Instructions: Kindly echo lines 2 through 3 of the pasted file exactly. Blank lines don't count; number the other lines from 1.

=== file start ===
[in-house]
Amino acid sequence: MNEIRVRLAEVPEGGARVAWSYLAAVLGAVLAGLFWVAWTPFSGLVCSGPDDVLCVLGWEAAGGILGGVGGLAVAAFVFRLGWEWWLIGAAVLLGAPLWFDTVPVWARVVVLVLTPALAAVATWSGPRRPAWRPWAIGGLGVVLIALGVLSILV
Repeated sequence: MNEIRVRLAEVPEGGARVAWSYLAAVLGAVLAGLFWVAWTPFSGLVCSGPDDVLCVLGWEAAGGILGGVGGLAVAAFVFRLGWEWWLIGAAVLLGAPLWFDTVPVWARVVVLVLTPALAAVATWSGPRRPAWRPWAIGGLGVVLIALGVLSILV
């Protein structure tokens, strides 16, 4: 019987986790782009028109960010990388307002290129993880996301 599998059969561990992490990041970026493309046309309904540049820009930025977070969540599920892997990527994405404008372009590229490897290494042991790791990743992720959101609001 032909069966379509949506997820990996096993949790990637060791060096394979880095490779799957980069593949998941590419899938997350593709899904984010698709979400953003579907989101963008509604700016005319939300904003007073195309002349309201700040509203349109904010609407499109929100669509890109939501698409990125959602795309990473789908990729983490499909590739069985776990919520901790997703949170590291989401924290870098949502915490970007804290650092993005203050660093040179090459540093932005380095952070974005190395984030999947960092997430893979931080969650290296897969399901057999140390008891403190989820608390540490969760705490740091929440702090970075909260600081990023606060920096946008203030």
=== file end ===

Amino acid sequence: MNEIRVRLAEVPEGGARVAWSYLAAVLGAVLAGLFWVAWTPFSGLVCSGPDDVLCVLGWEAAGGILGGVGGLAVAAFVFRLGWEWWLIGAAVLLGAPLWFDTVPVWARVVVLVLTPALAAVATWSGPRRPAWRPWAIGGLGVVLIALGVLSILV
Repeated sequence: MNEIRVRLAEVPEGGARVAWSYLAAVLGAVLAGLFWVAWTPFSGLVCSGPDDVLCVLGWEAAGGILGGVGGLAVAAFVFRLGWEWWLIGAAVLLGAPLWFDTVPVWARVVVLVLTPALAAVATWSGPRRPAWRPWAIGGLGVVLIALGVLSILV